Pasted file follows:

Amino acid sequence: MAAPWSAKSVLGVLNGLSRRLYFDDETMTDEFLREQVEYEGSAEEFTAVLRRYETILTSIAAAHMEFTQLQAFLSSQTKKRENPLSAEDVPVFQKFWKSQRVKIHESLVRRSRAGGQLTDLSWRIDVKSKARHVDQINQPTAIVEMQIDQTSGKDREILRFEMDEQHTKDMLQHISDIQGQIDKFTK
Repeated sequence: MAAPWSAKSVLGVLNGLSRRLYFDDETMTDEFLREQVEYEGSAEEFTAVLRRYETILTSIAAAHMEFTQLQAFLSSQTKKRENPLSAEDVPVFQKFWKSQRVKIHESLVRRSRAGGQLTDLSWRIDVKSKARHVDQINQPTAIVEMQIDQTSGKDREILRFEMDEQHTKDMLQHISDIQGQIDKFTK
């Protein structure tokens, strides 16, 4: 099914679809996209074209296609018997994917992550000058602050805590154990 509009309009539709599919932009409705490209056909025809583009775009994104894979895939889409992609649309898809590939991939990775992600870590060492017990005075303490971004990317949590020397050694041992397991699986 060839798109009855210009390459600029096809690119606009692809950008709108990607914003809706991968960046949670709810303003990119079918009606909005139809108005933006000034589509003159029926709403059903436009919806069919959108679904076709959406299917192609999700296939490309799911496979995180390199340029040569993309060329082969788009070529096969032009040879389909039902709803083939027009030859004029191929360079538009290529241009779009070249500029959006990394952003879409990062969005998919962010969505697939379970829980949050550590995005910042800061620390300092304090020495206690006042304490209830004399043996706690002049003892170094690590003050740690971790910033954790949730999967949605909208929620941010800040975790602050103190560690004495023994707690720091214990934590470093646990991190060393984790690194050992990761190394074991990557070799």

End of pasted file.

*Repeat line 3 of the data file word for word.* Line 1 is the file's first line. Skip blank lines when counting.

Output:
């Protein structure tokens, strides 16, 4: 099914679809996209074209296609018997994917992550000058602050805590154990 509009309009539709599919932009409705490209056909025809583009775009994104894979895939889409992609649309898809590939991939990775992600870590060492017990005075303490971004990317949590020397050694041992397991699986 060839798109009855210009390459600029096809690119606009692809950008709108990607914003809706991968960046949670709810303003990119079918009606909005139809108005933006000034589509003159029926709403059903436009919806069919959108679904076709959406299917192609999700296939490309799911496979995180390199340029040569993309060329082969788009070529096969032009040879389909039902709803083939027009030859004029191929360079538009290529241009779009070249500029959006990394952003879409990062969005998919962010969505697939379970829980949050550590995005910042800061620390300092304090020495206690006042304490209830004399043996706690002049003892170094690590003050740690971790910033954790949730999967949605909208929620941010800040975790602050103190560690004495023994707690720091214990934590470093646990991190060393984790690194050992990761190394074991990557070799």